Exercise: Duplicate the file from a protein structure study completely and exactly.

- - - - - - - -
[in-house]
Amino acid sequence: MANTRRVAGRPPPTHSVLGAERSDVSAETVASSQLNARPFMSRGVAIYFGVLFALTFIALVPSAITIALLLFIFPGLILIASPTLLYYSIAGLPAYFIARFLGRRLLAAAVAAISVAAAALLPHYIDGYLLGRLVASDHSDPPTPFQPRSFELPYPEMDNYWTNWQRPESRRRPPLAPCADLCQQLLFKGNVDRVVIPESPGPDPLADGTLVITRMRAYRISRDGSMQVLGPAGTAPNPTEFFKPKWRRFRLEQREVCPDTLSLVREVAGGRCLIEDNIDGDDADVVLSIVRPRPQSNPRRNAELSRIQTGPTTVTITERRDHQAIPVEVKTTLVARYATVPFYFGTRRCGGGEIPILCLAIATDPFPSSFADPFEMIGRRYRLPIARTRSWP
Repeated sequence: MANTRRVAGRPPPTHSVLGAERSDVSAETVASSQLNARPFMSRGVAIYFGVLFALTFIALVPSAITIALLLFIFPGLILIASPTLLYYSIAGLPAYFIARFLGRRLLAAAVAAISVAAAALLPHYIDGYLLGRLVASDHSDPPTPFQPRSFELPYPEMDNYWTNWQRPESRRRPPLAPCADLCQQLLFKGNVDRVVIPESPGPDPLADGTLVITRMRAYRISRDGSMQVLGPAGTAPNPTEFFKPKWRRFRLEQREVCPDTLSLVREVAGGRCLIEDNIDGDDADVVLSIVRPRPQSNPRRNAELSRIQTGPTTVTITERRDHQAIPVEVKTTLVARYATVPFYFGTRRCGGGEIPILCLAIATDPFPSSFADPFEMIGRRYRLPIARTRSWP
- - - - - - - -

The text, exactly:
[in-house]
Amino acid sequence: MANTRRVAGRPPPTHSVLGAERSDVSAETVASSQLNARPFMSRGVAIYFGVLFALTFIALVPSAITIALLLFIFPGLILIASPTLLYYSIAGLPAYFIARFLGRRLLAAAVAAISVAAAALLPHYIDGYLLGRLVASDHSDPPTPFQPRSFELPYPEMDNYWTNWQRPESRRRPPLAPCADLCQQLLFKGNVDRVVIPESPGPDPLADGTLVITRMRAYRISRDGSMQVLGPAGTAPNPTEFFKPKWRRFRLEQREVCPDTLSLVREVAGGRCLIEDNIDGDDADVVLSIVRPRPQSNPRRNAELSRIQTGPTTVTITERRDHQAIPVEVKTTLVARYATVPFYFGTRRCGGGEIPILCLAIATDPFPSSFADPFEMIGRRYRLPIARTRSWP
Repeated sequence: MANTRRVAGRPPPTHSVLGAERSDVSAETVASSQLNARPFMSRGVAIYFGVLFALTFIALVPSAITIALLLFIFPGLILIASPTLLYYSIAGLPAYFIARFLGRRLLAAAVAAISVAAAALLPHYIDGYLLGRLVASDHSDPPTPFQPRSFELPYPEMDNYWTNWQRPESRRRPPLAPCADLCQQLLFKGNVDRVVIPESPGPDPLADGTLVITRMRAYRISRDGSMQVLGPAGTAPNPTEFFKPKWRRFRLEQREVCPDTLSLVREVAGGRCLIEDNIDGDDADVVLSIVRPRPQSNPRRNAELSRIQTGPTTVTITERRDHQAIPVEVKTTLVARYATVPFYFGTRRCGGGEIPILCLAIATDPFPSSFADPFEMIGRRYRLPIARTRSWP